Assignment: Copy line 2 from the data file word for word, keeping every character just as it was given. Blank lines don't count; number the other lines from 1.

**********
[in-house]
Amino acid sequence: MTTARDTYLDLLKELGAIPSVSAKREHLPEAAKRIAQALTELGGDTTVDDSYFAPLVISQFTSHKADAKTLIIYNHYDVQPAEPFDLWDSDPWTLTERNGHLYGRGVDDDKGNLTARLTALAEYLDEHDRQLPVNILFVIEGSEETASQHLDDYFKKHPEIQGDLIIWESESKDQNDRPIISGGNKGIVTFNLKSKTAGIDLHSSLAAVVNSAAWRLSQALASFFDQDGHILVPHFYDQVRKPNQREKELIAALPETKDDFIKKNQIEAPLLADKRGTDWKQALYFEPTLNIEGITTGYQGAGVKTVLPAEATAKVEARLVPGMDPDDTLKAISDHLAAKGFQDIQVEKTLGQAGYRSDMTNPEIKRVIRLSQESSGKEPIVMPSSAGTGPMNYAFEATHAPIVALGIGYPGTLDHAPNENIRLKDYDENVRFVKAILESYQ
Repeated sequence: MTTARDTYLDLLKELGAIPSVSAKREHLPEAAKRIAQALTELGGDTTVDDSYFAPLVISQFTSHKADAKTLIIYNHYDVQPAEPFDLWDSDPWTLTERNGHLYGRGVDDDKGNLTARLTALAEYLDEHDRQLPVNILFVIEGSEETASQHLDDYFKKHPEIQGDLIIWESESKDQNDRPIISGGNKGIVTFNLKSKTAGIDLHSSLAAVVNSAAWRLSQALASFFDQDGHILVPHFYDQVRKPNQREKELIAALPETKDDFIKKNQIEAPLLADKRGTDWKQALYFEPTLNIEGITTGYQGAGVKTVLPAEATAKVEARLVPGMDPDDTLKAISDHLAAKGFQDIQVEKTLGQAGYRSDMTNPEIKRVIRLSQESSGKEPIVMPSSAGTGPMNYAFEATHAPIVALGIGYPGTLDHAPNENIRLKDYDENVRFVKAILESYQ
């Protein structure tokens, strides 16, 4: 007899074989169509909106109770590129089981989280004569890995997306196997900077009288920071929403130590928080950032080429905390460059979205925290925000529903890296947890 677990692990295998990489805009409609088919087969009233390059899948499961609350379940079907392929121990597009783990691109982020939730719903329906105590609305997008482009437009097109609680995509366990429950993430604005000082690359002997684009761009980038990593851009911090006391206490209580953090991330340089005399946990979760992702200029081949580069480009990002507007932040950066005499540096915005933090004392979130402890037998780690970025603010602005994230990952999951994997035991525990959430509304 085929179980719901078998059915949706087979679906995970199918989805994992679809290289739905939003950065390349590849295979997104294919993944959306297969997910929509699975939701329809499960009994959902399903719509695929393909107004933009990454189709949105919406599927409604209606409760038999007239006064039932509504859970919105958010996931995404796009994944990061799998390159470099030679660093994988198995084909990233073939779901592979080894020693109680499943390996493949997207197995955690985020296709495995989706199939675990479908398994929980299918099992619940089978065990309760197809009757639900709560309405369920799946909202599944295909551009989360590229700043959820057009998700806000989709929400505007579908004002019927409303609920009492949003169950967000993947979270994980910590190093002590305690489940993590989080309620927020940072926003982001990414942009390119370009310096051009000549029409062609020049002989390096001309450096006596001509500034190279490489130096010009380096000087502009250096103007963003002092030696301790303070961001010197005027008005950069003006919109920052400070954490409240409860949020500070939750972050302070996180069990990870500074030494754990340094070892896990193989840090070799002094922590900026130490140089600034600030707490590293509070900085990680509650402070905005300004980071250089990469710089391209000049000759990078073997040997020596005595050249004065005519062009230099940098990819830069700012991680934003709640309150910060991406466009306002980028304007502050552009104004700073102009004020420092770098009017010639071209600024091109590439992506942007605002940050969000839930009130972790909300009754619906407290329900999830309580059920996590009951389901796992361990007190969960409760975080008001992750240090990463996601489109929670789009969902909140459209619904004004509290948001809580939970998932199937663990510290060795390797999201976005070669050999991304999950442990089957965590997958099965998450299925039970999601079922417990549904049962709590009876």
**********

Amino acid sequence: MTTARDTYLDLLKELGAIPSVSAKREHLPEAAKRIAQALTELGGDTTVDDSYFAPLVISQFTSHKADAKTLIIYNHYDVQPAEPFDLWDSDPWTLTERNGHLYGRGVDDDKGNLTARLTALAEYLDEHDRQLPVNILFVIEGSEETASQHLDDYFKKHPEIQGDLIIWESESKDQNDRPIISGGNKGIVTFNLKSKTAGIDLHSSLAAVVNSAAWRLSQALASFFDQDGHILVPHFYDQVRKPNQREKELIAALPETKDDFIKKNQIEAPLLADKRGTDWKQALYFEPTLNIEGITTGYQGAGVKTVLPAEATAKVEARLVPGMDPDDTLKAISDHLAAKGFQDIQVEKTLGQAGYRSDMTNPEIKRVIRLSQESSGKEPIVMPSSAGTGPMNYAFEATHAPIVALGIGYPGTLDHAPNENIRLKDYDENVRFVKAILESYQ